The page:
Maganti K, Rigolin VH, Sarano ME, Bonow RO. Valvular heart disease: Diagnosis and management. Mayo Clin Proc 2010;85:483-500.  Back to cited text no. 9
Coffey S, Harper AR, Cairns BJ, Roberts IS, Prendergast BD. Clinical information has low sensitivity for postmortem diagnosis of heart valve disease. Heart 2017;103:1031-5.  Back to cited text no. 10
Henriques de Gouveia RHAM, Corte Real Goncalves FMA. Sudden cardiac death and valvular pathology. Forensic Sci Res 2019;19:280-6.  Back to cited text no. 11
Coffey PM, Ralph AP, Krause VL. The role of social determinants of health in the risk and prevention of group A streptococcal infection, acute rheumatic fever and rheumatic heart disease: A systematic review. PLoS Negl Trop Dis 2018;12:e0006577.  Back to cited text no. 12
Reményi B, Wilson N, Steer A, Ferreira B, Kado J, Kumar K, et al. World Heart Federation criteria for echocardiographic diagnosis of rheumatic heart disease -- An evidence-based guideline. Nat Rev Cardiol 2012;9:297-309.  Back to cited text no. 13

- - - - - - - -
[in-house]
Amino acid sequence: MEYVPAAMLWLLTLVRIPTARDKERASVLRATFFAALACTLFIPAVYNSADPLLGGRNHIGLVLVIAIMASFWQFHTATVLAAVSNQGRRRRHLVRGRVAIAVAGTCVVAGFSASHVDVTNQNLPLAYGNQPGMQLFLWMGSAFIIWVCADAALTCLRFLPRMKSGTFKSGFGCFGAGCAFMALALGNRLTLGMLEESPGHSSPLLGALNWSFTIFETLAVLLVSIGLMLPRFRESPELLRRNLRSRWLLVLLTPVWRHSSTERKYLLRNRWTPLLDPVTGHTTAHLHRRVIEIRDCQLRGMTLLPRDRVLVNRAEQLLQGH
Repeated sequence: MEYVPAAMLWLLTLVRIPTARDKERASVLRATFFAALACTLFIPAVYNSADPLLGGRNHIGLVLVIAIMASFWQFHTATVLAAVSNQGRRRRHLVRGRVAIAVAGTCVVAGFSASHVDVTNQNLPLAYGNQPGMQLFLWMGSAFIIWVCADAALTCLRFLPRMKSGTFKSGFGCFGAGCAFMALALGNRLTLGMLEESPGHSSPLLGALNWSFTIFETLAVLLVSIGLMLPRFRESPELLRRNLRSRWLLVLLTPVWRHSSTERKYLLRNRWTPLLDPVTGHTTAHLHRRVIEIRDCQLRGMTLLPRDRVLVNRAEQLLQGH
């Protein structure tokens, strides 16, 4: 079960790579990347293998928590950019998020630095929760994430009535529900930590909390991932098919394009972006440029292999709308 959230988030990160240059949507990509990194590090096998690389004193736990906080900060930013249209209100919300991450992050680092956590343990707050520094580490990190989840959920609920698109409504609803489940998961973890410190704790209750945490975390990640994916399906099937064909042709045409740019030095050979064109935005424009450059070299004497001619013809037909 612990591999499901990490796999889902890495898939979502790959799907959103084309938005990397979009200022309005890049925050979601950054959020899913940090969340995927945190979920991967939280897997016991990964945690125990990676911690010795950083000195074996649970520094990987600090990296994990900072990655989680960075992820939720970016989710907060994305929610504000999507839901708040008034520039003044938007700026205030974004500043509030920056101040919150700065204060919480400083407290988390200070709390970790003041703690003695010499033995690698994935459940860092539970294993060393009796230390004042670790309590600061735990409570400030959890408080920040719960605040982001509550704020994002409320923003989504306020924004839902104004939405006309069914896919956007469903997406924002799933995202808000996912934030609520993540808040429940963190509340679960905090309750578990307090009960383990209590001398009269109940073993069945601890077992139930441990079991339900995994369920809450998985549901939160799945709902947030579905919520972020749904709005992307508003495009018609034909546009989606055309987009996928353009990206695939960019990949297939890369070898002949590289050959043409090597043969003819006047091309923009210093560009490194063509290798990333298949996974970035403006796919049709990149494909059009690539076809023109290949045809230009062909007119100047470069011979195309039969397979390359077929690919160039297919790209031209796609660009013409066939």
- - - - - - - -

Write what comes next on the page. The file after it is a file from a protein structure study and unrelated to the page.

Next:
Dougherty S, Khorsandi M, Herbst P. Rheumatic heart disease screening: Current concepts and challenges. Ann Ped Cardiol 2017;10;39-49.  Back to cited text no. 14

Correspondence Address:
Pradeep Vaideeswar
Department of Pathology (Cardiovascular and Thoracic Division), Seth GS Medical College, Mumbai, Maharashtra
Login to access the Email id

Source of Support: None, Conflict of Interest: None

DOI: 10.4103/ijpm.ijpm_1473_20

Rights and Permissions


  [Figure 1], [Figure 2]

  [Table 1], [Table 2], [Table 3]


    Similar in PUBMED
   Search Pubmed for
   Search in Google Scholar for
 Related articles
    Email Alert *
    Add to My List *
* Registration required (free)  

    Materials and Me...
    Article Figures
    Article Tables

 Article Access Statistics
    PDF Downloaded22    
    Comments [Add]    

Recommend this journal